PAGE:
By Barry Gilbert
Of the Post-Dispatch


September 9, 2004

It's really not possible to overstate the impact Emmylou Harris has had on country and rock music, and on a generation of artists.

If she wasn't present at the birth of country rock, her association with Gram Parsons after his time with the Byrds and the Flying Burrito Brothers helped guide it through infancy. In more than two dozen albums since 1975, Harris' ethereal voice has been wrapped around the songs of a generation's best writers, many of them unknown at the time. On her first two albums alone, she covered tunes by artists ranging from Parsons to the Beatles, from the Louvin Brothers to Shel Silverstein, from Merle Haggard to Dolly Parton and to star-in-waiting Rodney Crowell, a member of her Hot Band.

The loyalty of her fans is mirrored in the musicians who have played with her. Her current bandleader, singer-songwriter-guitarist Buddy Miller, considers himself lucky to have the gig despite being able to support himself solo.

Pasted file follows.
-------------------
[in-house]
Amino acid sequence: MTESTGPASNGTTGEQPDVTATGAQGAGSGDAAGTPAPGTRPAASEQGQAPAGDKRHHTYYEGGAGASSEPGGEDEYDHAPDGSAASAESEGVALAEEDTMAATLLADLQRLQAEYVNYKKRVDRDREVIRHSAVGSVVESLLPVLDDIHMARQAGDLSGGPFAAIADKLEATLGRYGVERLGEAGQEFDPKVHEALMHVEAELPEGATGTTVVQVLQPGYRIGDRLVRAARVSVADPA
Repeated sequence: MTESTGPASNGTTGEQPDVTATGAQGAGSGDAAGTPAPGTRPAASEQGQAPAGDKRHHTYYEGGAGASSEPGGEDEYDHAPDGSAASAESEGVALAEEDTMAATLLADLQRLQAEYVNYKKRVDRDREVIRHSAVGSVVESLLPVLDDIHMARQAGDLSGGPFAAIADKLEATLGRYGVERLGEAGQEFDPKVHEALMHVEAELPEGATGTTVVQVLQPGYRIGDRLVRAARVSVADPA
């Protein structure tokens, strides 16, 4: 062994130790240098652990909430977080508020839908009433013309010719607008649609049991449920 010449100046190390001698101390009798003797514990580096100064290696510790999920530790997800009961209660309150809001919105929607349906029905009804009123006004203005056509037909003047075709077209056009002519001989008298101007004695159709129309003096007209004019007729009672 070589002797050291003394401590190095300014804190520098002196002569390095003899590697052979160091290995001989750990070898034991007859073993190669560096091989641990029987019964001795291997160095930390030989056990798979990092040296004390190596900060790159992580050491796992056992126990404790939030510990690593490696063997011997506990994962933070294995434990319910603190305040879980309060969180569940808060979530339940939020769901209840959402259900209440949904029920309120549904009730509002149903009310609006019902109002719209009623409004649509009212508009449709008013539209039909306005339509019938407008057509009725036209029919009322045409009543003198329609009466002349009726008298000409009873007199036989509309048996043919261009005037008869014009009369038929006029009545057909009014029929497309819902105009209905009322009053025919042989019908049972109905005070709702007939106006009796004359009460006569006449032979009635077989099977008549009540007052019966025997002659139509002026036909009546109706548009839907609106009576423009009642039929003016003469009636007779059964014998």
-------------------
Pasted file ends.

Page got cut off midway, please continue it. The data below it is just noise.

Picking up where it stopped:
Asked if he could see a time when he'd leave Harris, he says: "Sure, the day she fires me really hard.

"I love her, she's the sweetest person I know, as you'd think she would be. And, musically, I've learned so much from her and been inspired by her."

Miller, who auditioned with a lot of other artists for the chance to lead Spyboy, her band, says he's sure the day will come when she'll want to change directions, as she's done before with the Hot Band and the Nash Ramblers.

"But I try not to think about that," he says. "I don't consider myself to be in the same class as a lot of people who've worked for her. I lucked into a good thing, and it's going on nine years, I think."

Today, with her hair turning silver, Harris remains restless, exploring soundscapes that are neither country nor rock, and writing much of her material for the first time in her long career.

Besides, there are people she hasn't sung a duet with yet -- as hard as that might be to believe.